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‘Caste’ discrimination claim can be pursued – ET decision

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On Friday, 19 December, the Employment Appeal Tribunal (EAT) upheld a decision from the Employment Tribunal that 'Caste' can fall within the wide definition of race under the Equality Act 2010 has been dismissed.

Ms Tirkey claimed she had been discriminated against by her employers because she was part of a the Adivasi people or “servant caste” which was considered to be of a lower status to that of her employers.  The tribunal ruled that caste was already protected under the general concept of race as the definition contained in the Equality Act 2010 was not exhaustive and included: “colour, nationality, ethnic or national origin”.

Her employers sought to challenge the original decision on the basis that if Parliament had intended for 'caste' to be protected characteristic it would have been expressly included.  Not only that, there is explicit wording within the Act under which regulations could be introduced making caste a protected characteristic.  The Government is currently working through a programme to introduce this specific legislation, but as yet none is forthcoming.  In light of this decision, it may not be necessary.

The EAT concluded that the power to amend the concept of race to encompass caste does not mean cast couldn't already be covered. But anyone hoping for a definitive answer on whether caste is covered by the Equality Act or not will be disappointed.  The EAT has taken a cautious approach saying that caste is not covered as an autonomous concept, but that because the concept of race includes “ethnic origins” it is broad enough to encompass characteristics determined by descent, which could include caste.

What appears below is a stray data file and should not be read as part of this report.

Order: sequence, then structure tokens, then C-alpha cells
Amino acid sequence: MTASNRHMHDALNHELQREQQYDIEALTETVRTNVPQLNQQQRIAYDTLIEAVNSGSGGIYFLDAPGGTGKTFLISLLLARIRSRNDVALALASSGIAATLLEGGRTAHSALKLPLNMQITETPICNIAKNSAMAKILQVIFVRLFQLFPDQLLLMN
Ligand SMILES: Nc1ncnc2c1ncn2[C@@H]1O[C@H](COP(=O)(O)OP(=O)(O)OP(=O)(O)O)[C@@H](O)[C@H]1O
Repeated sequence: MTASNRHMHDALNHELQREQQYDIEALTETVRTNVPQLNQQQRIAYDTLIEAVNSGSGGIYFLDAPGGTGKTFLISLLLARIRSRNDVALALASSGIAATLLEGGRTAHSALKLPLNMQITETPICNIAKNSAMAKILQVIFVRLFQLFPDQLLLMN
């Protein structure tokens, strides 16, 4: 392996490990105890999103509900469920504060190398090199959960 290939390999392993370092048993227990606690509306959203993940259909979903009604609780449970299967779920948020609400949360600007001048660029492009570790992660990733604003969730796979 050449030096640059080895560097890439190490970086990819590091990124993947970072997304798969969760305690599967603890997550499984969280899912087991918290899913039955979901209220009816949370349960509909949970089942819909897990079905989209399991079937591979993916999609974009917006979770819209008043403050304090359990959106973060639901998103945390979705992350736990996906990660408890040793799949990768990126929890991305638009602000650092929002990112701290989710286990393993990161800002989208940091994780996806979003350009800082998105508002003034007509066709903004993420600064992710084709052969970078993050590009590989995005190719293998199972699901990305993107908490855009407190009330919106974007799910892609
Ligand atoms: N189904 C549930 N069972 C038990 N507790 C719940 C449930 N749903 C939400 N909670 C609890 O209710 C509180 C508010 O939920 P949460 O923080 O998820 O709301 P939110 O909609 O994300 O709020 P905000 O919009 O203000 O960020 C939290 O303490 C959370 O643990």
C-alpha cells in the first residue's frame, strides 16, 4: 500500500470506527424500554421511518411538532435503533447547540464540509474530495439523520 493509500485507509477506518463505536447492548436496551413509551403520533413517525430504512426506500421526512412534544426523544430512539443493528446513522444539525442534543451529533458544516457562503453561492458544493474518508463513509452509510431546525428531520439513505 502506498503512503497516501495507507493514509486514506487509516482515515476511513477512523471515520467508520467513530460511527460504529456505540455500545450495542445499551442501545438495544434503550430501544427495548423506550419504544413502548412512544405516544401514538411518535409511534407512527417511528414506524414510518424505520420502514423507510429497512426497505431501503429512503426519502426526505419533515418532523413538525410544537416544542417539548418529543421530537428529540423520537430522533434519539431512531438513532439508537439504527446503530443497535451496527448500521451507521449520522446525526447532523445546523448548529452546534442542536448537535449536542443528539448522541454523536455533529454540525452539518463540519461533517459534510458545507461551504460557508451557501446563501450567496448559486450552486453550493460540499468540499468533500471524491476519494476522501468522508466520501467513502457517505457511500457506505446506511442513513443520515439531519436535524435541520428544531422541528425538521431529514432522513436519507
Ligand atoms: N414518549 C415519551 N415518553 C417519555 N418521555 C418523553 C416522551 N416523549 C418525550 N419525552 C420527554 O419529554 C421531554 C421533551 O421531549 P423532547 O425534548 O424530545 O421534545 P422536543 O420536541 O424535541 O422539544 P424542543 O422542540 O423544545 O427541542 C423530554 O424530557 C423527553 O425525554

Nicola Ihnatowicz, Employment partner at law firm Trowers & Hamlins, commented: “Although the Government has announced its intention to make caste a protected characteristic under the Equality Act 2010, we're unlikely to see new regulations before the general election. This case will allow some claimants to pursue claims for caste discrimination without the benefit of the new regulations.''

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